I was entranced with all of it: Anjie, D-heart, supple yoga man, the yin yogini who could lay in a twist over a yoga brick and put her head on the floor and stay there until monsoon season. Yoga served as the escape from my life, my problems, the bedside care of my father and the loneliness of raising my three children while their father traveled 5 days a week with his work.
At the conclusion of every yoga class we lay on our backs in savasana, the corpse pose where the yoga you have done sinks into the marrow. Later, when FP came on the scene, I’d lay in savasana sending invisible gratitude balloons up to God. I’d thank Him for that post asana life pulsing through every crevice of my body and for the love for my man that was shooting straight out of my heart 24/7.
After the divorce from FP, I switched to hot yoga and enjoyed being in the dark, hoping all of my sadness could be left in the puddle of sweat at my feet at the end of the practice. Tears are easily disguised amidst perspiration and tears flowed as my body released memories and hurts stored inside it. Sadly the hot yoga teacher turned things into a yoga/exercise boot camp as the 20somethings in class joked about sweating out weekend booze. I cringed, realizing the essence of yoga was lost on all of them.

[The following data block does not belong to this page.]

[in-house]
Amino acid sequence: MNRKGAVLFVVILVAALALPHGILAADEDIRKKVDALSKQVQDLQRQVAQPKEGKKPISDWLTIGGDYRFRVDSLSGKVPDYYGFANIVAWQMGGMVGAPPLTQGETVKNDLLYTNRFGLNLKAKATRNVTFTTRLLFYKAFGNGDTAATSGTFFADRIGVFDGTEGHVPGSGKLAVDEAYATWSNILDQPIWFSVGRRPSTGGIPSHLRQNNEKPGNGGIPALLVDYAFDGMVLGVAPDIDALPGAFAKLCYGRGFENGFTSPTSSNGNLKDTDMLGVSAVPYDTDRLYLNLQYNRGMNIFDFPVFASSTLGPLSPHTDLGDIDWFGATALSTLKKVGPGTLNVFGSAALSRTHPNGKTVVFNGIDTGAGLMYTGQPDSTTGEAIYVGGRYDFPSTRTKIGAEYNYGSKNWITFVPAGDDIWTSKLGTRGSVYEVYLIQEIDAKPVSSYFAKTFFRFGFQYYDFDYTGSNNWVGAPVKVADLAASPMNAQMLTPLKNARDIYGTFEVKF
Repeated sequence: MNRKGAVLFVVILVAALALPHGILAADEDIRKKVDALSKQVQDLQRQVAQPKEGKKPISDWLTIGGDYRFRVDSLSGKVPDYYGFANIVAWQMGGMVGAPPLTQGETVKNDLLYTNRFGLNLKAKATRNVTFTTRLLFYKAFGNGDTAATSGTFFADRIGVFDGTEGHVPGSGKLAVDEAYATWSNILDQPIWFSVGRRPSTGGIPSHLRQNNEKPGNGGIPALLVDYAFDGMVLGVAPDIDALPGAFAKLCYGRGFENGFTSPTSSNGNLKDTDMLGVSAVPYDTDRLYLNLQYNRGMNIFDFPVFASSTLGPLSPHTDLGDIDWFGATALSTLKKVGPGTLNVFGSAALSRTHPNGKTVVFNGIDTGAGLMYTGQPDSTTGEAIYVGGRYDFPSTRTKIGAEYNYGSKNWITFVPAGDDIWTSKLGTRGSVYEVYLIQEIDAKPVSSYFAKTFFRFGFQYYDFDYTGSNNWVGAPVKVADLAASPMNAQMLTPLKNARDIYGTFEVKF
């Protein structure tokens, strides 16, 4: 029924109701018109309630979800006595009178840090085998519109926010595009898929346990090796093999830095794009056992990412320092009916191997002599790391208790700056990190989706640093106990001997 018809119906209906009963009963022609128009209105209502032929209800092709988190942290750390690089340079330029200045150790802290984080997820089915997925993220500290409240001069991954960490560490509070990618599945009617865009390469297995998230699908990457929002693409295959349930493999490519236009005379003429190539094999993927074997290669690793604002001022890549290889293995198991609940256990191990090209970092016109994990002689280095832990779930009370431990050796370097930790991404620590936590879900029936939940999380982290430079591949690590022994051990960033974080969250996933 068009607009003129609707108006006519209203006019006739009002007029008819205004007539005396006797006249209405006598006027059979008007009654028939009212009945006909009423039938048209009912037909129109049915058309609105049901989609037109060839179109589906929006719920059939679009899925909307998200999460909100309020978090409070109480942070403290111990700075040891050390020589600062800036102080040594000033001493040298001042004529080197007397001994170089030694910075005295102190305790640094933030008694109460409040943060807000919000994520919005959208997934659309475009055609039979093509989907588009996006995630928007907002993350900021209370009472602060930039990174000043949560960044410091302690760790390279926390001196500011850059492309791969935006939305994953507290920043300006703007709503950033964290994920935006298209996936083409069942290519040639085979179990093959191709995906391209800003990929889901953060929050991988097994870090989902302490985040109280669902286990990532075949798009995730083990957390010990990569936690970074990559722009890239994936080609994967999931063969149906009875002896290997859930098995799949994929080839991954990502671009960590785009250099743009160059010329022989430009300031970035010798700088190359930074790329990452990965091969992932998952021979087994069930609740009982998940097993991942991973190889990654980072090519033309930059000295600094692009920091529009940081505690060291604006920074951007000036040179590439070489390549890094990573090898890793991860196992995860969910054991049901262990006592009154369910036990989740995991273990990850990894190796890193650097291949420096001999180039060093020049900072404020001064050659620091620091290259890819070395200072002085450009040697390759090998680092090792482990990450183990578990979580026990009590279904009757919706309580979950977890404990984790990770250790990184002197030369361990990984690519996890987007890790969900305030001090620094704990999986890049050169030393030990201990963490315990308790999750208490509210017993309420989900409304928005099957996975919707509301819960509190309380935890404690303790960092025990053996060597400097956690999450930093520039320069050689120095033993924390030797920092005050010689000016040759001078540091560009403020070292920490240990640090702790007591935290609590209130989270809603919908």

Awhile ago, the founder of Anusara yoga was accused of ethical misconduct. The yogi Bikram who originated a series of poses in a particular order tried to (unsuccessfully) copyright them and was accused of sexually harassing his students. Suddenly in looking for yoga as my constant it seemed to be mimicking the rest of the world: lost, moving away from the sacred and turning instead to exploitation and big business, drifting from what I had experienced for over 35 years as a practitioner.